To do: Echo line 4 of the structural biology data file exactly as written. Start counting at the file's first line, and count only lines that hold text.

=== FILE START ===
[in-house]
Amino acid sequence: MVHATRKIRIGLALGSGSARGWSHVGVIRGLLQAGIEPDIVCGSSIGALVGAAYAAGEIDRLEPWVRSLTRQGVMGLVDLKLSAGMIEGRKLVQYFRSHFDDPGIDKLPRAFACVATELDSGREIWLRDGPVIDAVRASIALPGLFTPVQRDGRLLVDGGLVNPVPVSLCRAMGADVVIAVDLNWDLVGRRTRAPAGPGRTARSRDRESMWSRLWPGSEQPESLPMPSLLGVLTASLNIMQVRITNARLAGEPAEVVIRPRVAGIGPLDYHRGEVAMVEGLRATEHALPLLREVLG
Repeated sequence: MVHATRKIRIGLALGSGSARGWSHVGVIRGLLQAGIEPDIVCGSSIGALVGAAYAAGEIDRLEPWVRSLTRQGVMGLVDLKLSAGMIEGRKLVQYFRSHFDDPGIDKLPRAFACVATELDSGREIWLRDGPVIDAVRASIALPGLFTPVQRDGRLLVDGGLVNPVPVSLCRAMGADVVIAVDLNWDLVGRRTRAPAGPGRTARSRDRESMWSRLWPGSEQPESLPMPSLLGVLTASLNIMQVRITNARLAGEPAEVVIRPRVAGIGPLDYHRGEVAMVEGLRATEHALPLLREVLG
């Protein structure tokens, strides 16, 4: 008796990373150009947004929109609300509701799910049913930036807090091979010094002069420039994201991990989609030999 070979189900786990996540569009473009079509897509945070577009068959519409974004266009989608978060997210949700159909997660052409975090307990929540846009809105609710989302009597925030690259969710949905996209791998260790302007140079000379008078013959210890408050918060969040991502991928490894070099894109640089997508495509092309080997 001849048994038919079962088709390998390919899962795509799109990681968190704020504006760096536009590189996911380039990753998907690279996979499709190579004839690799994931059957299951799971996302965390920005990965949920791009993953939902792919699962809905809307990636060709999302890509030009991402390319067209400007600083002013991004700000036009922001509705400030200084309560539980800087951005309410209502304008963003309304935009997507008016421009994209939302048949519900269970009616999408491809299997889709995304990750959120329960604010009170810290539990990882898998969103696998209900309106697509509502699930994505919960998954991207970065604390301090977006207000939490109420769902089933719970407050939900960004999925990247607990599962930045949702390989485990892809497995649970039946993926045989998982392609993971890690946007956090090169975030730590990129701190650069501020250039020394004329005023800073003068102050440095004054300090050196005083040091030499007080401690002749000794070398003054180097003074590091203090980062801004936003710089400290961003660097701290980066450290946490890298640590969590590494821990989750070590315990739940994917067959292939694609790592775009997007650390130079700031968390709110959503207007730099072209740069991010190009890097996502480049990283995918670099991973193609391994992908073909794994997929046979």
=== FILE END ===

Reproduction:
């Protein structure tokens, strides 16, 4: 008796990373150009947004929109609300509701799910049913930036807090091979010094002069420039994201991990989609030999 070979189900786990996540569009473009079509897509945070577009068959519409974004266009989608978060997210949700159909997660052409975090307990929540846009809105609710989302009597925030690259969710949905996209791998260790302007140079000379008078013959210890408050918060969040991502991928490894070099894109640089997508495509092309080997 001849048994038919079962088709390998390919899962795509799109990681968190704020504006760096536009590189996911380039990753998907690279996979499709190579004839690799994931059957299951799971996302965390920005990965949920791009993953939902792919699962809905809307990636060709999302890509030009991402390319067209400007600083002013991004700000036009922001509705400030200084309560539980800087951005309410209502304008963003309304935009997507008016421009994209939302048949519900269970009616999408491809299997889709995304990750959120329960604010009170810290539990990882898998969103696998209900309106697509509502699930994505919960998954991207970065604390301090977006207000939490109420769902089933719970407050939900960004999925990247607990599962930045949702390989485990892809497995649970039946993926045989998982392609993971890690946007956090090169975030730590990129701190650069501020250039020394004329005023800073003068102050440095004054300090050196005083040091030499007080401690002749000794070398003054180097003074590091203090980062801004936003710089400290961003660097701290980066450290946490890298640590969590590494821990989750070590315990739940994917067959292939694609790592775009997007650390130079700031968390709110959503207007730099072209740069991010190009890097996502480049990283995918670099991973193609391994992908073909794994997929046979």